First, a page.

Spring seems so far away as the cold weather continues to plague New York. Luckily there are some great shows to escape to in hopes of sunshine in the near future. Enjoy!
Joe Fyfe “Wood/Cloth/Color” @ James Graham and Sons (32 East 67th Street NY NY)
Imagine calm blue oceans, endless landscapes and a calm breeze across your skin. Fyfe’s large format photographs, wooden sculptures and abstract compositions are made of bits of found fabric from travels through South-East Asia. The rawness of the material is a meditation on its tactility and wondrous in its simplicity.
Saul Fletcher @ Anton Kern Gallery (532 West 20th Street NY NY)
Fletcher’s new solo exhibition of small scale prints are an eclectic mix of c-prints, Polaroids and silver gelatin prints with subject matter ranging from winter landscapes to portraits of friends and family from over a 17 year period. As if in a day-dream, images of people and places familiar to the artist are arranged in a non-chronological order lacking any coherent narrative.
Rachel Whiteread “Long Eyes” @ Luhring Augustine (531 West 24th Street NY NY)
Whiteread’s new series of translucent resin windows lack the monumental effect of the large scale projects which made her famous. However, like her plaster casts of homes and libraries, these windows are ghostly in appearance and reflect a continued interest in the positive and negative dimensions of space and place.
Chris Marker “Passengers” @ Peter Blum Gallery(526 West 29th Street NY NY)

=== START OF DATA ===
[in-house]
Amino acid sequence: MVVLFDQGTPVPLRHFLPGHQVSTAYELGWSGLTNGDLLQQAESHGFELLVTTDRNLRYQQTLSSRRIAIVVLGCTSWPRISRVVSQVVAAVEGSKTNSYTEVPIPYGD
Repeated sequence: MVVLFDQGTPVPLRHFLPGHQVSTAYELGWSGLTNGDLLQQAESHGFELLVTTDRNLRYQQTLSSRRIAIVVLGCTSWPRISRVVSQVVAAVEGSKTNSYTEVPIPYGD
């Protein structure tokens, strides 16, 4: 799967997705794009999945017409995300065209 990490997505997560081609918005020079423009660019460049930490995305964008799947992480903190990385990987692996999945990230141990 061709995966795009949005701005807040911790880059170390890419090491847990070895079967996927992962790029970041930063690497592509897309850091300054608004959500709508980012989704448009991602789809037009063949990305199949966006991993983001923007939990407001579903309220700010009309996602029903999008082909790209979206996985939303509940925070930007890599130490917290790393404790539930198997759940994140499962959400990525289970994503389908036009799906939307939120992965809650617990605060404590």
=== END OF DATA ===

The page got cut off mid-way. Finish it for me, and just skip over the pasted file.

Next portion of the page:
We all have drifted off to sleep while riding the train, but never do we expect to be photographed. Creepy? Yes, but nonetheless wonderful. Marker presents over 200 photographs of passengers on the Paris Metro – sleeping, eating, socializing – marking the private moments of travel all the more public. “Marker further to the photographs he takes, enhances, changes or colors his images on the computer, giving them often an eerie, almost otherworldly presence.”
Tom Burckhard “Louder Milk” @ Pierogi (177 North 9th Street Brooklyn NY) Opening Reception: Friday, 8 April, 2011 7-9pm.
Tom Burckhardt graffiti-cartoon-like works blur the boundaries between abstraction and painting. There is a continuous push and pull as figures emerge and disappear, forms come together and break part. Burckhardt writes that his images are both ”mass-produced and they’re handmade and touched, and then they’re abstract and figurative. They’re all those things come together under the umbrella of a hybrid of some sort.” In context his forms hint at early 20th century modernism, yet his style is wholly fresh and new.
Eric LoPresti “Different Country” @ Like The Spice Gallery (224 Roebling Street. Brooklyn NY)
The title of this exhibition is based on a quote by Robert Oppenheimer: “The atomic bomb made the prospect of future war unendurable. It has led us up those last few steps to the mountain pass; and beyond there is a different country.” LoPresti’s landscapes are not the pristine American frontier popularized in the 19th century by Alfred Bierstadt, rather they are vistas deformed and damaged by man-made nuclear and environmental disasters. He further scars these spaces by imposing on them darkly outlined geometric patterns. The artist was inspired by his youth in the desert steppe of eastern Washington state, near the Hanford plutonium production site.
Joan Semmel @ Alexander Gray Associates (508 West 26 Street #215 NY NY)
Joan Semmel has been a fixture in feminist art circles for over four decades. Her recent paintings are of fragmented, doubled and split bodies made of thin layers of luminous paint. The confrontational gaze of the figures subvert the passivity of the classic female nude. About her work, Semmel has noted that “much of the revolutionary nature of Feminist art has been a seeking for new forms to invent a voice free of the dominant patriarchal tradition of the past.”